LEIGH: Chris, we're happy to have a conversation with the Government about tax integrity measures, but our principal view is that we ought to be looking to balance the budget fairly. Take the issue of superannuation. The Government's decision upon coming to office was to raise taxes for low income workers – those  earning less than $37, 000 a year – but to cut taxes for people with more than $2 million in their super accounts. That's the wrong decision for an Australia where inequality is as high as it's been in three-quarters of a century. Labor went to the last election saying we thought that when you had more than $2 million in your super account, at that stage your Government assistance in the form of superannuation tax concessions is bigger than the full rate pension. Surely Chris, at that point, it wasn't unreasonable for us to say to those people: you might look at paying a little more tax on your superannuation earnings.

HAMMER: So Labor's saying superannuation and multinationals are areas where there may be reasonable changes to taxation. What about GST, is that simply off the table altogether? 

LEIGH: We've led the conversation around multinational taxation and superannuation. On the issue of the GST, it's pretty clear that the GST is a regressive tax. And I'm frankly a little surprised to see business groups advocating that the GST be raised given the Japanese experience. Japan raised its consumption tax a year ago and its economy still seems to be suffering the consequences.

HAMMER: But Japan is not a very good comparison, it's been a rolling recession for thirty years. There are plenty of countries in Europe and states in the U.S. that have higher consumption taxes.

LEIGH: The question is what happens when you raise your consumption tax at a time when the economy is fragile, Chris. That's the Japanese experience from a year ago and their economy seems to be suffering the consequences. We know too that the GST is a regressive tax. When it was introduced, 55 per cent of the revenue went to household assistance in order to compensate people for their regressive impacts. We don't believe that that's the right change to make to the Australian tax system at the moment, but if the Government wants to do it, it needs to put a clear plan on the table. Do they want to make apples cost more? Do they want to raise school fees? Do they want to make going to the dentist cost more? These are the things which would clearly be on the table if the Government was to expand the base of the GST.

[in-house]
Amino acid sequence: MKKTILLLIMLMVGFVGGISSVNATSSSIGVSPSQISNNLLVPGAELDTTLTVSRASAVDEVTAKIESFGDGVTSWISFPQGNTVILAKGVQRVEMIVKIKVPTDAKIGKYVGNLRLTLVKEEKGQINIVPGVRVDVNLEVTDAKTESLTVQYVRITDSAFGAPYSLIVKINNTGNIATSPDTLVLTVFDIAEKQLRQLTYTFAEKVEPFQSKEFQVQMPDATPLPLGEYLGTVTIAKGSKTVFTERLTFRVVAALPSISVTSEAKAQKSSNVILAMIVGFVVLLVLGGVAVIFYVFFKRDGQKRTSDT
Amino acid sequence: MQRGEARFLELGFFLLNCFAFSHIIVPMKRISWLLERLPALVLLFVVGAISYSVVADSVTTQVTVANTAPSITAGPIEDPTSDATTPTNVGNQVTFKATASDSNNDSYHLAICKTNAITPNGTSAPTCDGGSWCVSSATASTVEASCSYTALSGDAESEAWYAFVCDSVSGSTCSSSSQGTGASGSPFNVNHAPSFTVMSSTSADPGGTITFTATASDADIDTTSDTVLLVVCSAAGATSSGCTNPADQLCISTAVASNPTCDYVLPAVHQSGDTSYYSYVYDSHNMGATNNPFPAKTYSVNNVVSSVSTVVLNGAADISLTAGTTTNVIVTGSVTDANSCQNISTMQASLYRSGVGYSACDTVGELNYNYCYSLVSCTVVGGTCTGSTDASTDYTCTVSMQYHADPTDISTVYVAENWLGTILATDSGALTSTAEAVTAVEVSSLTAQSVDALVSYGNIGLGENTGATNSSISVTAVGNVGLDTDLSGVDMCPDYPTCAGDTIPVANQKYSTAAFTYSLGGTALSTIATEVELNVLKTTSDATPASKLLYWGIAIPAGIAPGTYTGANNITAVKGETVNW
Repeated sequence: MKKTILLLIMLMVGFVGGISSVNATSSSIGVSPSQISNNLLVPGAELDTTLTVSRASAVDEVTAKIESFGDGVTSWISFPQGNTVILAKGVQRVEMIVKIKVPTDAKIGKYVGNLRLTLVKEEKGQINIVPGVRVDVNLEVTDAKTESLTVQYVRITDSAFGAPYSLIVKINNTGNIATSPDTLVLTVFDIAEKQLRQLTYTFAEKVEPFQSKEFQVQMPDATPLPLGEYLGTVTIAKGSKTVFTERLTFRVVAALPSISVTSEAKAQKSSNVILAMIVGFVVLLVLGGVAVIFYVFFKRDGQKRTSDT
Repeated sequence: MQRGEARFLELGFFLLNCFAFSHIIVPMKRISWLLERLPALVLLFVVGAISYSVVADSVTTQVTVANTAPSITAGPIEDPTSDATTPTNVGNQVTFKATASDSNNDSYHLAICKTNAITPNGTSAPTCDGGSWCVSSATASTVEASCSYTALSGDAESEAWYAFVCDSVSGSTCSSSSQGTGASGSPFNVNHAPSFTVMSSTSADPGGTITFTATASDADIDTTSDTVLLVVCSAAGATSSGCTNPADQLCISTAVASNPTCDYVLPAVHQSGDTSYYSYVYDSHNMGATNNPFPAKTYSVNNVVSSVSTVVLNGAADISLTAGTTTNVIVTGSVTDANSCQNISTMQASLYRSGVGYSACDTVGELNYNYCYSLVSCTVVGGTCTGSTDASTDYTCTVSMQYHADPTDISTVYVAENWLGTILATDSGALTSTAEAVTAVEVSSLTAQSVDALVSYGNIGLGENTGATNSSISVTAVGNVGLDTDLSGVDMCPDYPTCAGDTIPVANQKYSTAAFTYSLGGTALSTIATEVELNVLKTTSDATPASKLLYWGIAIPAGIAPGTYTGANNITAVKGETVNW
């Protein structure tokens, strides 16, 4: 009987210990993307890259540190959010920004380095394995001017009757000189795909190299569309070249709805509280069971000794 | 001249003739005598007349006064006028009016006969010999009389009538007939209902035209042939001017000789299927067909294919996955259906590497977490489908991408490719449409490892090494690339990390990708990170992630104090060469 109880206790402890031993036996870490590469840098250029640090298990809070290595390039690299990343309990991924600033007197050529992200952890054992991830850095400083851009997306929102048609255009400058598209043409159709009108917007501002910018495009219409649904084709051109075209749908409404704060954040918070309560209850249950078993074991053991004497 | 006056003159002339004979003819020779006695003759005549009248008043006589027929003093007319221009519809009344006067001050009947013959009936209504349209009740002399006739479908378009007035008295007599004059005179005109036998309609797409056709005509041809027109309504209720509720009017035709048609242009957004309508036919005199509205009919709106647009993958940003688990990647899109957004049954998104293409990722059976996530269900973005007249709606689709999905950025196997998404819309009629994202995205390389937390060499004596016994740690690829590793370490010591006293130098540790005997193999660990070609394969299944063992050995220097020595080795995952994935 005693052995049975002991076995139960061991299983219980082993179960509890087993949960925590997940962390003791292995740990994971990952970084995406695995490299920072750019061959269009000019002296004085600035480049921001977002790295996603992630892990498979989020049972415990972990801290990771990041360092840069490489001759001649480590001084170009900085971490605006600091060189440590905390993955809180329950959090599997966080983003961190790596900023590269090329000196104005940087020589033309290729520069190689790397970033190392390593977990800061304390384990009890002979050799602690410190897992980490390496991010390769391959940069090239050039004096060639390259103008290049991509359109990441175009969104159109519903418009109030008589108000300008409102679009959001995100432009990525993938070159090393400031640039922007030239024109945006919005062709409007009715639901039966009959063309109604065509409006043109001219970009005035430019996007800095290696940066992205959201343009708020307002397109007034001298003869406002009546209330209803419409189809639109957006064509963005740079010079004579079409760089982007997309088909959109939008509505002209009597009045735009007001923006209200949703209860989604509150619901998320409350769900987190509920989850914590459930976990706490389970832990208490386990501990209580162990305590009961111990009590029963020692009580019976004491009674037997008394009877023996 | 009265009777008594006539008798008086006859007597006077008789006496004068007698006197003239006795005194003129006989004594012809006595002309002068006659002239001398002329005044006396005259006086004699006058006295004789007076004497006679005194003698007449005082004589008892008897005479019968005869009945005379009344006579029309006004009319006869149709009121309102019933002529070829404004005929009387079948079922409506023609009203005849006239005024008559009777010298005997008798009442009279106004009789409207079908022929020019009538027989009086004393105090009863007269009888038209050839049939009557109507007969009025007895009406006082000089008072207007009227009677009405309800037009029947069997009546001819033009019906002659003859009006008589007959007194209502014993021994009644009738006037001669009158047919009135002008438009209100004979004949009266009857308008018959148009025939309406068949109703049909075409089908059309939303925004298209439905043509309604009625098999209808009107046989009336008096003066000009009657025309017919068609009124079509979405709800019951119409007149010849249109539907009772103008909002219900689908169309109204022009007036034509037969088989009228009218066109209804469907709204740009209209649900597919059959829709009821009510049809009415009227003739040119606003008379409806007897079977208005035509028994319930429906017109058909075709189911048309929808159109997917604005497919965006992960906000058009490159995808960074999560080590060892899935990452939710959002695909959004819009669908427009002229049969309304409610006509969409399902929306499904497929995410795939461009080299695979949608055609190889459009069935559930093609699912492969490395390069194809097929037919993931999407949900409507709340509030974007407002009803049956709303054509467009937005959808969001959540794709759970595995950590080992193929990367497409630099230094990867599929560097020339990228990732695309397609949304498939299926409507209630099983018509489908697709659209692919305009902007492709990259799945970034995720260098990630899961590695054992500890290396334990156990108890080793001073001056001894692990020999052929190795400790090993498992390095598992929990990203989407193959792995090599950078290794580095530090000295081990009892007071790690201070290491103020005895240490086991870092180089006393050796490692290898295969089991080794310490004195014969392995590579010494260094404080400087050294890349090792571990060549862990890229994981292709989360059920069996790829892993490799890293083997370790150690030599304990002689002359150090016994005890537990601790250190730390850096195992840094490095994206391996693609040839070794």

HAMMER: Now there has been a collapse in the iron ore price, do you think it would be a reasonable decision for both major political parties to step back from the rhetoric of balancing the budget anytime soon, as any effort to do so would be damaging to the economy?

LEIGH: The iron ore price clearly has an impact on the Australian budget, Chris. But if Peter Costello could deal with an Asian financial crisis, Wayne Swan could deal with a global financial crisis, I'm not sure why Joe Hockey can't deal with a fall in the iron ore price. 

HAMMER: Wayne Swan dealt with the GFC by spending money, he didn't try and contract the budget if I can put it that way. Should Joe Hockey follow suit?

LEIGH: What we did in the GFC was to spend for that period in the crisis but then to put a 2 per cent spending cap on afterwards and set the budget on a path back to balance.